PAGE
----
Laurence Tureaud with ever-present flower in his lapel and pre-dating his distinctive Mandinka hair style, provided security for boxer Leon Spinks


Volunteering some of my time to teaching weight training at the inner city St. Louis high school closest to the projects where the Spinks Brothers hung out, and where Tureaud would stand out among the disheveled, tee shirt wearing crowd in his well pressed suit with flower in the lapel, we got along well discussing various aspects of strength training, and ways in which young people could be positively influenced and mentored. As Mr. T, he became a rather successful and internationally known actor and personality who left his bodyguard and bouncer days behind him. An obviously talented athlete and street wise individual with true toughness, I always wondered how far he could have gone if all of his efforts had remained focused on football.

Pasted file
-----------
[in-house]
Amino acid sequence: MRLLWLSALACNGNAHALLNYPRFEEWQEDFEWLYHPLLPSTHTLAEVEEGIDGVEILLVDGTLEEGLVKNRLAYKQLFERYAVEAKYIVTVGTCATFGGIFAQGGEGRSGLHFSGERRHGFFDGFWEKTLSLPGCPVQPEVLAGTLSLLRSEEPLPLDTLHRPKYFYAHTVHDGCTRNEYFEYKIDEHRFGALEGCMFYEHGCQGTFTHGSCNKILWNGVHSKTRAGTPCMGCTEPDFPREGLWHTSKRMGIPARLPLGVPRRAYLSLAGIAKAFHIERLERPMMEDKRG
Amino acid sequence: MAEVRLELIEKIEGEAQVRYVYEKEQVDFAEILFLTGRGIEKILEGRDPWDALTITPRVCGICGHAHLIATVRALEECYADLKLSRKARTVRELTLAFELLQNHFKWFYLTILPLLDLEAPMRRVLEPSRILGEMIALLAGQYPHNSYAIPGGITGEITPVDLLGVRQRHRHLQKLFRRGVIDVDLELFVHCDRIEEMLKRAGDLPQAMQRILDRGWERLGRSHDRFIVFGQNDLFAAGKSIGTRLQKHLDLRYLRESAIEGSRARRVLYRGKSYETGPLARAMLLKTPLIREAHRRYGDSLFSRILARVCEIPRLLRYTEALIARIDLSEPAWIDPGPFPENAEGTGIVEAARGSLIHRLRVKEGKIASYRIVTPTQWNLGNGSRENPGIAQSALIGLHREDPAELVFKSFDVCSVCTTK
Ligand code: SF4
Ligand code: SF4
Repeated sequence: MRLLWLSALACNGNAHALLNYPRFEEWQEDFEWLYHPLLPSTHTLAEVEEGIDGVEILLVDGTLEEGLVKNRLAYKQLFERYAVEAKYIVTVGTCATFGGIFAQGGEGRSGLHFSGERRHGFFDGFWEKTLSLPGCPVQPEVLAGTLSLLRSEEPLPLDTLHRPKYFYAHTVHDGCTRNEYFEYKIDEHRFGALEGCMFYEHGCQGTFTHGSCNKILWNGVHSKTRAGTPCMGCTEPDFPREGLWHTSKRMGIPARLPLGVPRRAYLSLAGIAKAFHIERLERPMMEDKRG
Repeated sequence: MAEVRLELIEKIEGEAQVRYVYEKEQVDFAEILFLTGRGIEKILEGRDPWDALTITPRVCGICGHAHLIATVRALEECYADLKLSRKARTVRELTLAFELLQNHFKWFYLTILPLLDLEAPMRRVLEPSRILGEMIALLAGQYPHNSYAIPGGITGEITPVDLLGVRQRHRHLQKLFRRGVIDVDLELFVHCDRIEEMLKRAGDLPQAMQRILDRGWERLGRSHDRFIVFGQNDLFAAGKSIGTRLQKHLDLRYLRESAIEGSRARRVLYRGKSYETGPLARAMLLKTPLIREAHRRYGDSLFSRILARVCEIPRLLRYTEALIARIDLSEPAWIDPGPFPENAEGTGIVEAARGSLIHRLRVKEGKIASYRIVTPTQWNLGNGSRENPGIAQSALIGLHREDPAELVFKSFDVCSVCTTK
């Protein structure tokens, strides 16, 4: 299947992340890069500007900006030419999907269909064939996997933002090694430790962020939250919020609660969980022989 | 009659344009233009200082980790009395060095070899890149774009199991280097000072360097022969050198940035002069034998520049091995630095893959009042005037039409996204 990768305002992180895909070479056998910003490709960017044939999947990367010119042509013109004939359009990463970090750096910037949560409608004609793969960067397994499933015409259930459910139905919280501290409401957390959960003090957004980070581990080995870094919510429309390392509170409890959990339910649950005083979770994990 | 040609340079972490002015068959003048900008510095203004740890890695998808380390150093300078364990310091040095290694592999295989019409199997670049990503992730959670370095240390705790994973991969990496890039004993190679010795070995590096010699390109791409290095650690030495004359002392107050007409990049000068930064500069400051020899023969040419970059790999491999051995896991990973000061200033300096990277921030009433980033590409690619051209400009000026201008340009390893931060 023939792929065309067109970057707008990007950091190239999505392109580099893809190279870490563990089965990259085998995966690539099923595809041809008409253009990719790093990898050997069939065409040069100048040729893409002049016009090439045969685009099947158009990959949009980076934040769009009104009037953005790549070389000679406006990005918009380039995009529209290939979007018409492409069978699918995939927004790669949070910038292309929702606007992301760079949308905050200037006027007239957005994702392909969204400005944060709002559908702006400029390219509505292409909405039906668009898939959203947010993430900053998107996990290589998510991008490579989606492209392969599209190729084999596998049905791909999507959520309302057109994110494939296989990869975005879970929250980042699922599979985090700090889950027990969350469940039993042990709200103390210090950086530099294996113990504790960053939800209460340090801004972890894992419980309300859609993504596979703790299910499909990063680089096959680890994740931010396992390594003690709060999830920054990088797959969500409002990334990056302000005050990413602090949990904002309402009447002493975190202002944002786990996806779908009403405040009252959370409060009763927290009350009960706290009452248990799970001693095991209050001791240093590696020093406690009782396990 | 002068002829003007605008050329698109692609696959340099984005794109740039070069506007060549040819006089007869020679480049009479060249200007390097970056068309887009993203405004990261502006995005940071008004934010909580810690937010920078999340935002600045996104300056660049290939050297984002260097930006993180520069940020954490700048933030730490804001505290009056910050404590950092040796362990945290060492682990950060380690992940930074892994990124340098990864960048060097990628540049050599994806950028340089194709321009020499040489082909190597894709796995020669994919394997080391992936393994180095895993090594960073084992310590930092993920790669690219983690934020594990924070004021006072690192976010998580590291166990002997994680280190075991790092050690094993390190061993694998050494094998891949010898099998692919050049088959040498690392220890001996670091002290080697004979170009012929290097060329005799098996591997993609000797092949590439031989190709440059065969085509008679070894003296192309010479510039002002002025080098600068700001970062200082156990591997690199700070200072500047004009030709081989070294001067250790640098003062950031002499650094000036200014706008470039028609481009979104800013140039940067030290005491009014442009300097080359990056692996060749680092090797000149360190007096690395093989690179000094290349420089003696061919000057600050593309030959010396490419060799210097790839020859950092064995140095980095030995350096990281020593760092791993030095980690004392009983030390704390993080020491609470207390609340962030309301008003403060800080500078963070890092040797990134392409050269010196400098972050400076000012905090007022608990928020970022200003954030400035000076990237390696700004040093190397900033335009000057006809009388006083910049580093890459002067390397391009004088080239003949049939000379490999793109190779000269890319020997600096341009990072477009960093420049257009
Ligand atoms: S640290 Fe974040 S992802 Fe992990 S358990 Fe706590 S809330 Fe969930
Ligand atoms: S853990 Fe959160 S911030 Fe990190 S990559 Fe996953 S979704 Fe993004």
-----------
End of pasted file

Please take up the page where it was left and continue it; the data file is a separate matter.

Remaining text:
When I hear the rationale for paying cash to collegiate athletes for the twenty hours per week they “work” practicing the game of football, lifting weights, running, and watching film, I am of the firmly held opinion that the compensation of a college education that would otherwise cost the player and/or his family $120,000.00 to $280,000.00 is more than fair for four years of toil. I believe that any non-scholarship college student working one or more part time jobs or sinking his or her family into insurmountable debt paying for their education would agree. I compare the “compensation of a college degree” and its direct value, as well as the potential for future earnings, to what were my limited earnings still typical for most college students who work to pay school related expenses, and could not be more thankful that I was offered a scholarship. Hand-in-hand is my disgust with the constant transferring of collegiate players from one program to another when they do not earn what they believe is adequate playing time because it clearly shines the light on what a sham their college attendance is. Academics and the attainment of a degree, a one-way ticket to an improved life over the course of one’s lifetime for many reasons, is not even a consideration.

Virgil Carter is credited with being the first in what became a long line of great BYU quarterbacks